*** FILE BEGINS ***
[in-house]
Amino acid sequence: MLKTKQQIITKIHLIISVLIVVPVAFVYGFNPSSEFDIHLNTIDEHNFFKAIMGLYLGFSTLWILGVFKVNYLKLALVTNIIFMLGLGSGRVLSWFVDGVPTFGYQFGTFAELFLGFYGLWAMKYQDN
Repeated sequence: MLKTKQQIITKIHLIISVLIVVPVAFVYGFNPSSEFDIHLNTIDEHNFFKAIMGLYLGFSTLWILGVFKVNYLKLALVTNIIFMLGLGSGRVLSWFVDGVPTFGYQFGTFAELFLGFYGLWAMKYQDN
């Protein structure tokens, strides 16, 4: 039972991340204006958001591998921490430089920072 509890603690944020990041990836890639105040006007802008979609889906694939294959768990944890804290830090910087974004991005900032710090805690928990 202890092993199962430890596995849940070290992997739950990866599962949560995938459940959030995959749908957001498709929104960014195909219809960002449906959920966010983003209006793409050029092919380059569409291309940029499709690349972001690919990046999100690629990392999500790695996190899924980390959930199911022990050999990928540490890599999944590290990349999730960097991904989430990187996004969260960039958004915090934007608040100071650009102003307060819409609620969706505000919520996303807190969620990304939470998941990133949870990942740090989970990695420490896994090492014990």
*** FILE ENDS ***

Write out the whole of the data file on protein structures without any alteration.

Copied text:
[in-house]
Amino acid sequence: MLKTKQQIITKIHLIISVLIVVPVAFVYGFNPSSEFDIHLNTIDEHNFFKAIMGLYLGFSTLWILGVFKVNYLKLALVTNIIFMLGLGSGRVLSWFVDGVPTFGYQFGTFAELFLGFYGLWAMKYQDN
Repeated sequence: MLKTKQQIITKIHLIISVLIVVPVAFVYGFNPSSEFDIHLNTIDEHNFFKAIMGLYLGFSTLWILGVFKVNYLKLALVTNIIFMLGLGSGRVLSWFVDGVPTFGYQFGTFAELFLGFYGLWAMKYQDN
């Protein structure tokens, strides 16, 4: 039972991340204006958001591998921490430089920072 509890603690944020990041990836890639105040006007802008979609889906694939294959768990944890804290830090910087974004991005900032710090805690928990 202890092993199962430890596995849940070290992997739950990866599962949560995938459940959030995959749908957001498709929104960014195909219809960002449906959920966010983003209006793409050029092919380059569409291309940029499709690349972001690919990046999100690629990392999500790695996190899924980390959930199911022990050999990928540490890599999944590290990349999730960097991904989430990187996004969260960039958004915090934007608040100071650009102003307060819409609620969706505000919520996303807190969620990304939470998941990133949870990942740090989970990695420490896994090492014990």